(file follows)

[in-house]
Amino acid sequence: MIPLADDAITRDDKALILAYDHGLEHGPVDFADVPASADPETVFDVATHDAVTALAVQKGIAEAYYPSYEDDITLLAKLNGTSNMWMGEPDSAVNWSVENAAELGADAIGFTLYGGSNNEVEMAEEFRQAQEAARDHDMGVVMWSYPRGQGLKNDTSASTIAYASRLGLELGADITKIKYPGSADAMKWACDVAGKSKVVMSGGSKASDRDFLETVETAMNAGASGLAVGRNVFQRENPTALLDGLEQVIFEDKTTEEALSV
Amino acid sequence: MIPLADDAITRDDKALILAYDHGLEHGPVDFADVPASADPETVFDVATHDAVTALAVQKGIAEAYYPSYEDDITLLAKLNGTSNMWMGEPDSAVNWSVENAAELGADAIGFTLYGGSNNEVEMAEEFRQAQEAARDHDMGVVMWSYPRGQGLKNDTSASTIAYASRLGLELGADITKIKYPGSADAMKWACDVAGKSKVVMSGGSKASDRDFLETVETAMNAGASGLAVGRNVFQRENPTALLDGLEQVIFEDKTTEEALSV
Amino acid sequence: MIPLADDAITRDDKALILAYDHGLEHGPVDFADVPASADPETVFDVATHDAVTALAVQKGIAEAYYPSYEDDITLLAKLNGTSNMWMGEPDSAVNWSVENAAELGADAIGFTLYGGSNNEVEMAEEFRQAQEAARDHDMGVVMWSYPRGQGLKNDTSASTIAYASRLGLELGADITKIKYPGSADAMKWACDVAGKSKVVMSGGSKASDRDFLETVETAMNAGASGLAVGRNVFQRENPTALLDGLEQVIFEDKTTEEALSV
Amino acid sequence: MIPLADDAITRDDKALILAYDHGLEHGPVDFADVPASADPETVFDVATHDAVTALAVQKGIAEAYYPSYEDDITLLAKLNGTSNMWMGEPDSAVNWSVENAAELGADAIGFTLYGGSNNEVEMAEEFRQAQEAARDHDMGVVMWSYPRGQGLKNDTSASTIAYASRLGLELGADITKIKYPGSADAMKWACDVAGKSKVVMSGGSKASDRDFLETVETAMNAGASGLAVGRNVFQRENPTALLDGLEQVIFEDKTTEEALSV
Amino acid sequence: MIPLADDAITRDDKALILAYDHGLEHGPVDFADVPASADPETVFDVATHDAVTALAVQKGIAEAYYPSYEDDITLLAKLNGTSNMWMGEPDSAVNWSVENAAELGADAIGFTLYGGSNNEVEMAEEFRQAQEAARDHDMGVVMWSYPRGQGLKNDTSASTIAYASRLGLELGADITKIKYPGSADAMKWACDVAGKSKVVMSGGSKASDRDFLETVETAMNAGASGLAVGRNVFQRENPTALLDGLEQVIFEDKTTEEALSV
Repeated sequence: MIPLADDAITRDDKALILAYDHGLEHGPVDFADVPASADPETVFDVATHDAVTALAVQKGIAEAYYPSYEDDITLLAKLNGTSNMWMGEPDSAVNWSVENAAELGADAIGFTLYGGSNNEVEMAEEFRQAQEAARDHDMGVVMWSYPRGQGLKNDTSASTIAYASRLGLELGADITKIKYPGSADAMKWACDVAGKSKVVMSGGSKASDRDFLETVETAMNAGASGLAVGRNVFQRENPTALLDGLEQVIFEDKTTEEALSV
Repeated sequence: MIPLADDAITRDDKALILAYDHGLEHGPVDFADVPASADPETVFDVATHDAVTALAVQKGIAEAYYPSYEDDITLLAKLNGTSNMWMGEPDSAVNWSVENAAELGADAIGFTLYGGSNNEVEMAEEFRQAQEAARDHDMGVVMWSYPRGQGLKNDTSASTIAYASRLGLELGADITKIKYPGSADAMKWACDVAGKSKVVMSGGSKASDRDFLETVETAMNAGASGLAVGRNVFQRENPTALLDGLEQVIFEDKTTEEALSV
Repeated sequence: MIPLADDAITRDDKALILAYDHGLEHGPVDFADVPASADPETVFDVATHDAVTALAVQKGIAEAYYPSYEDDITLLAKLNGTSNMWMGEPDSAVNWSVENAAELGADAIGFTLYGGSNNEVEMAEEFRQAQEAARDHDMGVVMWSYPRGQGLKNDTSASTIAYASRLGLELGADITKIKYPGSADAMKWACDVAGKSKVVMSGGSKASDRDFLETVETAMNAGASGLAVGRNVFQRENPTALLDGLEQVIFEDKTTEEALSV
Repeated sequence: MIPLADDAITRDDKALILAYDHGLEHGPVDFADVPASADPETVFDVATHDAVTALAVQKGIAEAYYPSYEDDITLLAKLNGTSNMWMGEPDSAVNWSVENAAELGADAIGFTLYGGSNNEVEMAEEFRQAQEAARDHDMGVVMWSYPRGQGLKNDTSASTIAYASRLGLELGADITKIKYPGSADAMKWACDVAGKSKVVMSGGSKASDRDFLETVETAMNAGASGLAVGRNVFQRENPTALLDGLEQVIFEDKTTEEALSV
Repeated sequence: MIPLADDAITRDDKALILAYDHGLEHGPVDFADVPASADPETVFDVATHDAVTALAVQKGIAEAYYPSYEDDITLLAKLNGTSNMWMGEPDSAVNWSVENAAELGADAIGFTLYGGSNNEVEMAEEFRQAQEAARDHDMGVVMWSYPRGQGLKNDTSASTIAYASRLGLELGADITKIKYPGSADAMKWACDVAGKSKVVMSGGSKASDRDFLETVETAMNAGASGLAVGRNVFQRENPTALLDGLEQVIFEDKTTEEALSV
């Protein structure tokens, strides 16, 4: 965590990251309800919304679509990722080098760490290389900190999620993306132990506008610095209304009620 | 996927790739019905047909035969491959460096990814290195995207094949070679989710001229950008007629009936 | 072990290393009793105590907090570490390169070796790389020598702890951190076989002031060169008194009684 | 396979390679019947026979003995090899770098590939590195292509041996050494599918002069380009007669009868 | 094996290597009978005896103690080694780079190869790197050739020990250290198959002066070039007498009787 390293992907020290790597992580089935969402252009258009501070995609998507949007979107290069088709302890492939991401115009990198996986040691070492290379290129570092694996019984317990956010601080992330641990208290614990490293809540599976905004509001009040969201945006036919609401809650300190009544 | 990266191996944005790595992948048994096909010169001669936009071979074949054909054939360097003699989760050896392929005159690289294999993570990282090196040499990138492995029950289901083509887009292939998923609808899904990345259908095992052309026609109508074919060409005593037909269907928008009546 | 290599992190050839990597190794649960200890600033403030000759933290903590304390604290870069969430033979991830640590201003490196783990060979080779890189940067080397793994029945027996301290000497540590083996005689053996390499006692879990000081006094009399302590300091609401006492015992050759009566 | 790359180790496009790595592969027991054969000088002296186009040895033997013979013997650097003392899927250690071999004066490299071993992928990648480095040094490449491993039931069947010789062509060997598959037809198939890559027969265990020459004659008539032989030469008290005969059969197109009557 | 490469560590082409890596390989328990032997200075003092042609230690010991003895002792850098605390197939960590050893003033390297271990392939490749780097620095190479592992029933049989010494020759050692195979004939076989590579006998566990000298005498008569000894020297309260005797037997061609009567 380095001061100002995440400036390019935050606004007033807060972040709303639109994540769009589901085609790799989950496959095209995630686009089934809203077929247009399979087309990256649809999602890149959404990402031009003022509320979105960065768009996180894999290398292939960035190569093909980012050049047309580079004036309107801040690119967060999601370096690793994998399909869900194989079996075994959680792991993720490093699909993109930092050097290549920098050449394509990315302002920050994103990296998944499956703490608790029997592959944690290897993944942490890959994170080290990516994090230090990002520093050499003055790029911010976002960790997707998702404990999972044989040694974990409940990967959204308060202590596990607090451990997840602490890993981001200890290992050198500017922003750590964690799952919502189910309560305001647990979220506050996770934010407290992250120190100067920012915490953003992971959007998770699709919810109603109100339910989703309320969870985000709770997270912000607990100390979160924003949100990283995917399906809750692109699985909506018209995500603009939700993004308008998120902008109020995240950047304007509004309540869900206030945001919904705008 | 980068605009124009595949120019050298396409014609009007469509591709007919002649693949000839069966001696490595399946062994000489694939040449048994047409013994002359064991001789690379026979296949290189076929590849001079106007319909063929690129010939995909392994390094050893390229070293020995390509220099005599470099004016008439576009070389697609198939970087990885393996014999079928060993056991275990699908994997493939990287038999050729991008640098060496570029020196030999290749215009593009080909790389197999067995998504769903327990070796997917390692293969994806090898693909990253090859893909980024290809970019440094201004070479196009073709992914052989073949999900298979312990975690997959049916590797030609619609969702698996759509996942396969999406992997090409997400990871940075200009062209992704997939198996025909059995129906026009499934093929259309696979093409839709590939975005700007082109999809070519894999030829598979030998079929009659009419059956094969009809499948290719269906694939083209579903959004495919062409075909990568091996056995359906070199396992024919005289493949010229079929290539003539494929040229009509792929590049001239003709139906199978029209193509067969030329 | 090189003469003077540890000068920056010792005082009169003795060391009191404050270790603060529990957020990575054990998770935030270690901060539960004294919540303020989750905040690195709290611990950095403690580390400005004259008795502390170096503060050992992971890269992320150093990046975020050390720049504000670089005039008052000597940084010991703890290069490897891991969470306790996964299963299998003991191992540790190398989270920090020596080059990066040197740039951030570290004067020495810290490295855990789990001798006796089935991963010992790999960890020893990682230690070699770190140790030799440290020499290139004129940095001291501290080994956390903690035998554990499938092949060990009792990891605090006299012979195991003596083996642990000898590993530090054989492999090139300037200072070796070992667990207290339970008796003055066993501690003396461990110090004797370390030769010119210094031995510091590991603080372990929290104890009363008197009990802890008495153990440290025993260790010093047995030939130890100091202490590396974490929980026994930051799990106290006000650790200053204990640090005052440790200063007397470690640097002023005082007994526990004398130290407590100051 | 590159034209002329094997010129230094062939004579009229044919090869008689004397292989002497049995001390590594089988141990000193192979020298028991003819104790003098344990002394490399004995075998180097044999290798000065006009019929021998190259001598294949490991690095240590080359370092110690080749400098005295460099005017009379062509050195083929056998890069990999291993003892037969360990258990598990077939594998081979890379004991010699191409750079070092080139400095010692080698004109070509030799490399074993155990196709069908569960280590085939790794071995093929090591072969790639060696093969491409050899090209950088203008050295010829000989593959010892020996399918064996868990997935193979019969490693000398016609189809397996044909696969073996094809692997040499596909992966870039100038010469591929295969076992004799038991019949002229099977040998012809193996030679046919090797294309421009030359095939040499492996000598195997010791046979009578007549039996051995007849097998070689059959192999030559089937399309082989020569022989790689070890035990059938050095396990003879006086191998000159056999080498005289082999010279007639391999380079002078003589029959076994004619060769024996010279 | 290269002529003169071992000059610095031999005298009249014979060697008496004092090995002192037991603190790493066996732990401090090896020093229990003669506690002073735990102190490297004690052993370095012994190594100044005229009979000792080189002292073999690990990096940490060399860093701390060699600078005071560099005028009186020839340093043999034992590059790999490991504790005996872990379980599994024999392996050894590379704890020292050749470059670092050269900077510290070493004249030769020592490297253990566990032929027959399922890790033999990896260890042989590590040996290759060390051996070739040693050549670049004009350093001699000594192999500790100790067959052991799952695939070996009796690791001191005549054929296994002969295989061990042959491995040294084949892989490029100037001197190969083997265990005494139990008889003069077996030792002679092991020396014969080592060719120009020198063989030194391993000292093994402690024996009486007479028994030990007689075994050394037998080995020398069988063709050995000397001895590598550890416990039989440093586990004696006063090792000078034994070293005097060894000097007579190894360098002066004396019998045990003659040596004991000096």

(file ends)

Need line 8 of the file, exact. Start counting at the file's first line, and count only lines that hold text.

Repeated sequence: MIPLADDAITRDDKALILAYDHGLEHGPVDFADVPASADPETVFDVATHDAVTALAVQKGIAEAYYPSYEDDITLLAKLNGTSNMWMGEPDSAVNWSVENAAELGADAIGFTLYGGSNNEVEMAEEFRQAQEAARDHDMGVVMWSYPRGQGLKNDTSASTIAYASRLGLELGADITKIKYPGSADAMKWACDVAGKSKVVMSGGSKASDRDFLETVETAMNAGASGLAVGRNVFQRENPTALLDGLEQVIFEDKTTEEALSV